Long lines to vote in last fall's November have gotten a lot of attention — so much that President Obama has established a commission to tackle the issue. How big a problem was it, really? It depends on your race and where you live, according to a new study from Massachusetts Institute of Technology Professor Charles Stewart.
For the majority of voters, lines were not a huge problem. "Two-thirds of voters in 2012 waited less than 10 minutes to vote, and that only 3% of voters waited longer than an hour," he writes in a new study of the election. The national average wait time actually fell between 2008 and 2012 from 17 to 13 minutes, he finds.
But when it was bad, it was very, very bad. For those who waited longer than an hour, the average reported wait time was 110 minutes. Where was it bad? In Florida, Washington, D.C., Maryland, Virginia and South Carolina, wait times exceeded 20 minutes, with Florida voters enduring the worst lines.
There was also significant variation within states. Dense urban areas saw longer lines than less-populated territory. Race was a major factor. "Viewed nationally, African Americans waited an average of 23 minutes to vote, compared to 12 minutes for whites; Hispanics waited 19 minutes," Stewart writes.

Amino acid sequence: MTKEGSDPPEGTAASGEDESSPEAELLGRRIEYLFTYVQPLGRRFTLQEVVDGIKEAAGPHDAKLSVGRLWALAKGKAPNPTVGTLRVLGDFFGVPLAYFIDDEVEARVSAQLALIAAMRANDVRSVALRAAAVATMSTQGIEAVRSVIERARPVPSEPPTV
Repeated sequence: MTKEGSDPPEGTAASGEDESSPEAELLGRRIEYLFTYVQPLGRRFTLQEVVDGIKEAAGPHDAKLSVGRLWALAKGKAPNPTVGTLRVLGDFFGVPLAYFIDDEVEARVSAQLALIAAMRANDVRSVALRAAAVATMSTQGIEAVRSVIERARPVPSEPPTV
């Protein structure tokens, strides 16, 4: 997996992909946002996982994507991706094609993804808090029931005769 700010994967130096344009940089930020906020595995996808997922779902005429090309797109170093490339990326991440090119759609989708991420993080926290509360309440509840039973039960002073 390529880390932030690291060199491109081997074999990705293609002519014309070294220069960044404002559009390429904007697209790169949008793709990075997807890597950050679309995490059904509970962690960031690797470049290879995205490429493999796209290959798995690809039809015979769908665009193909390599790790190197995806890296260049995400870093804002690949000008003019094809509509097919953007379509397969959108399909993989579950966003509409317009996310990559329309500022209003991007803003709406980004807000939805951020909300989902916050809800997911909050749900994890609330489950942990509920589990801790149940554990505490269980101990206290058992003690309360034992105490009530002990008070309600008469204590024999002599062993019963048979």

Again, that comes back to geography. Residents of Zip codes where the population is more than 75 percent nonwhite waited an average of 24 minutes to vote. Residents of Zip codes where the population is less than a quarter nonwhite waited, on average, 11 minutes.
Stewart notes that the worst lines in 2012 were generally found in the same places where long lines were common in 2008. There is no "magic bullet" to deal with the problem, he says; at this point, "we simply do not know where to start in making things better."
Obama's bipartisan commission is tasked with doing exactly that; the group is supposed to deliver a report in six months.
For the study, which will be published in the Journal of Law and Politics, Stewart relied on data from the Survey of the Performance of American Elections (SPAE), supplemented by responses to the common core of the Cooperative Congressional Election Study and information from county election Web sites. A caveat -- these polls were conducted online and do not meet Washington Post polling standards.